Nervous speedster Ngidi shines on Test debut for South Africa
PRETORIA (Reuters) – South Africa’s newest fast bowler on the five-day circuit, Lungi Ngidi, was so nervous ahead of his first ball he was not sure if he could let go of the delivery but he ended the day with his first wicket and a spectacular run-out in the second Test against India on Sunday.
”I was very nervous, I thought with my first ball I wasn’t going to let it go I was holding it so tight,” Ngidi, 21, told SuperSport.
“But once I let it go I got the feeling that this was my moment and I need to grab it with both hands. After that I just started running in.”
Ngidi is playing in just his 10th first-class match of a blossoming career and, despite his nerves, showcased his rich potential with the wicket of Parthiv Patel, the run-out of Cheteshwar Pujara and very nearly the dismissal of Indian captain Virat Kohli.
India are 183 for five in their first innings, trailing South Africa by 152 runs on a slow wicket that has bounce but little lateral movement.
The tall, powerful seamer has shown excellent form in domestic cricket to earn his call-up to the Test side in the place of the injured Dale Steyn, having made his Twenty20 International debut against Sri Lanka 12 months ago, and he recorded figures of 1-26 in nine overs on Sunday for a satisfactory start to his Test career.
His first wicket was a textbook delivery around the wicket to Patel, a ball that pitched and deviated away from the left-hander, inducing an edge to wicketkeeper Quinton de Kock.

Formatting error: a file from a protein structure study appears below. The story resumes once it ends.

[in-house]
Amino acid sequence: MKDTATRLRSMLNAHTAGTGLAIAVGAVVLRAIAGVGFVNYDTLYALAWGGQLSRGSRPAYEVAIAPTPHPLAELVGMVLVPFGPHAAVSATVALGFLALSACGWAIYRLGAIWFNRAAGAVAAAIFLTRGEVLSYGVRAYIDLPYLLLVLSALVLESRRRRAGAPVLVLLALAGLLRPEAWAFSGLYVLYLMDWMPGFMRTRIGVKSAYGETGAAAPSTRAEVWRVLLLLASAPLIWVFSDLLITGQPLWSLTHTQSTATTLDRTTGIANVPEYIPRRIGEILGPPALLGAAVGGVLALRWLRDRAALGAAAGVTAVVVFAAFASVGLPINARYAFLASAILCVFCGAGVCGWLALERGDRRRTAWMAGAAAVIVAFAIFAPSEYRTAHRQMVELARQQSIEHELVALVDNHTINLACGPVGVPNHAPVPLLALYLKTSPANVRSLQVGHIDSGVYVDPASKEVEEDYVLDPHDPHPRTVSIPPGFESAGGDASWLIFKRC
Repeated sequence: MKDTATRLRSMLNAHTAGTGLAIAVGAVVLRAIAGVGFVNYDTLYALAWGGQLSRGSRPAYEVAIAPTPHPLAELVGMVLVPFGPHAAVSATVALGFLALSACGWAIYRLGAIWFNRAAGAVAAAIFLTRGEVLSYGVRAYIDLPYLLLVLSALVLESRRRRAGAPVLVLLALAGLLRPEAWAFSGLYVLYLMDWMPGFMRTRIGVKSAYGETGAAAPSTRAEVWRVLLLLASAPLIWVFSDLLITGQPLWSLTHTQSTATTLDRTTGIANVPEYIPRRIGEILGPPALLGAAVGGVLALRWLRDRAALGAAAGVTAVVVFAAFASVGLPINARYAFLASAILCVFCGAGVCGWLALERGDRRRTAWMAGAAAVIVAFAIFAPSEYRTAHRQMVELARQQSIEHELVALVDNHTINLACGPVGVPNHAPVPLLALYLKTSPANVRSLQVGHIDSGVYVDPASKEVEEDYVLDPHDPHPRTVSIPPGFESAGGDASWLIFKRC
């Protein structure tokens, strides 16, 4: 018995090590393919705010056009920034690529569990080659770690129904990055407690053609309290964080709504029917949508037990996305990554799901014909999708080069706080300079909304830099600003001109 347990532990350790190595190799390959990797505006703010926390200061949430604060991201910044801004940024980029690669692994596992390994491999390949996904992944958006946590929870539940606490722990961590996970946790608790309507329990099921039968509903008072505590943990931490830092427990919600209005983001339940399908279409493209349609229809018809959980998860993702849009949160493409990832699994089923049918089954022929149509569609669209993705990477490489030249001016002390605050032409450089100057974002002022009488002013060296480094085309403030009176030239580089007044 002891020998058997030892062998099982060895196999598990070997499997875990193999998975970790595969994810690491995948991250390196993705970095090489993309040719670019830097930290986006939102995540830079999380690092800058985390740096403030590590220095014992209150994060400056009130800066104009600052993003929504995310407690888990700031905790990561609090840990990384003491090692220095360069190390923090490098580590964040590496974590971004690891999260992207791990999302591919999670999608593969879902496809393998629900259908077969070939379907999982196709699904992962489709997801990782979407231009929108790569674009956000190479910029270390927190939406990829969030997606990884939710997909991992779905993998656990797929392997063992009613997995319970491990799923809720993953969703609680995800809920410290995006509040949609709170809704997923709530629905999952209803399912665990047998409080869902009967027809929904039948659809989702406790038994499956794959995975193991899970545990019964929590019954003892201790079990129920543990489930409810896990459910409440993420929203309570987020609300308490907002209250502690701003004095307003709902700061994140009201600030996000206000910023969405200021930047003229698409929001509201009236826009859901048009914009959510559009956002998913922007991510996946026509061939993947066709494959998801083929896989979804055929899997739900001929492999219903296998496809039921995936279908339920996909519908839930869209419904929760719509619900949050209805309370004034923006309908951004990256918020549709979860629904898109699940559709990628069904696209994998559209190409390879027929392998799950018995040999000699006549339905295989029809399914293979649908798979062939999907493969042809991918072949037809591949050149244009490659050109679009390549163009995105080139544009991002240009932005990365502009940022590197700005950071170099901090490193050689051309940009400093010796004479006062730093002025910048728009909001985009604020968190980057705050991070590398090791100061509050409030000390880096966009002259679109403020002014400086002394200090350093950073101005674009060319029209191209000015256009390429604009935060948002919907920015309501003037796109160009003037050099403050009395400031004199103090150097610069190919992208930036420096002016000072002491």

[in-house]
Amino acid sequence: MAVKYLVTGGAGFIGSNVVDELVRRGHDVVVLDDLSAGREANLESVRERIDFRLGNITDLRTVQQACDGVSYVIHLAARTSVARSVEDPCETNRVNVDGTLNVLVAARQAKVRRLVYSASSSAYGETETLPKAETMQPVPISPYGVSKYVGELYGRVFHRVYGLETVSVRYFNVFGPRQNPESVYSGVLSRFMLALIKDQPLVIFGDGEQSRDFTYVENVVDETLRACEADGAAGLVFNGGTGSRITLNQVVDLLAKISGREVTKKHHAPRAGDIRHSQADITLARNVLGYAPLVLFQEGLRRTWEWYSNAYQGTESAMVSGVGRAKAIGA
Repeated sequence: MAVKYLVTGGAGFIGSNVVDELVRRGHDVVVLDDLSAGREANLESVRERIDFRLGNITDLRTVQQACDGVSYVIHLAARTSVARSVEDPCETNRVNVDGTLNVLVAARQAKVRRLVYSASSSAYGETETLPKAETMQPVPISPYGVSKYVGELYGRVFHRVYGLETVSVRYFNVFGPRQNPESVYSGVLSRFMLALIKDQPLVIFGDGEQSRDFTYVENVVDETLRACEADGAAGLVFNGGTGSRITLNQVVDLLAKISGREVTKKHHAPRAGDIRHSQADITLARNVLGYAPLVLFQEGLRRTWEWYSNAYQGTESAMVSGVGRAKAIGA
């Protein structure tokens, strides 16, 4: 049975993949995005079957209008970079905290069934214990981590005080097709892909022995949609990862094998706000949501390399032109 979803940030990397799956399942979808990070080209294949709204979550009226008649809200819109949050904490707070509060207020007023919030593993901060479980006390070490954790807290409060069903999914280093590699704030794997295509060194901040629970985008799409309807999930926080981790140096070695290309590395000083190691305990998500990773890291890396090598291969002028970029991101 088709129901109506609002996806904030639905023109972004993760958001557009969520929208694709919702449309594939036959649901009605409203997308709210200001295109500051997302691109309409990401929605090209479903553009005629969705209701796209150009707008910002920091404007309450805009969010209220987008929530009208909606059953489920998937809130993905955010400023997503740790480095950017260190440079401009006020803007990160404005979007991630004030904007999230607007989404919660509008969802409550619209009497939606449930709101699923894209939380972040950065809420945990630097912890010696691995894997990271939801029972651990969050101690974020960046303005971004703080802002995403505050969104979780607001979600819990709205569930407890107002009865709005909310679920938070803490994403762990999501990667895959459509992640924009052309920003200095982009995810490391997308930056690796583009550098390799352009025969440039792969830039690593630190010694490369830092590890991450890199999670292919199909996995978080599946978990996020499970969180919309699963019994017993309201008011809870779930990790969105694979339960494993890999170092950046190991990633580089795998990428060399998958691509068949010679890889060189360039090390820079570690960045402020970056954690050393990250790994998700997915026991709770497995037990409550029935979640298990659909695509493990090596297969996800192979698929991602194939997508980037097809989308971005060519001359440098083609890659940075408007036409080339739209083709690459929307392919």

“Having Vern (Philander) at mid-off really helped a lot, the game plans that he tells me and we work on, they really make sense to me,” Ngidi says. ”So after changing the angle (to come around the wicket) I saw the ball was going away from the left-hander and that it was a better option.”
Ngidi had earlier thought he had Kohli trapped plumb in front of middle stump but after his appeal was turned down and South Africa reviewed the decision, replays showed the Indian skipper had got the faintest of edges to the ball.
”He kept moving around the crease and stepping in front of off-stump so I thought maybe I should shoot one in there to see if I could trap him lbw like the last Test when Vern got him. I thought I had him,” a smiling Ngidi said.
The speedster said that despite South Africa’s seam attack not getting the assistance from the wicket they had hoped for, he backed them to get the side a first-innings lead.
”They have given us a sniff and our bowling line-up is pretty fired up to keep taking sticks. The wicket might be a little slow but the guys are running in hard so there will be a bit of movement,” he said.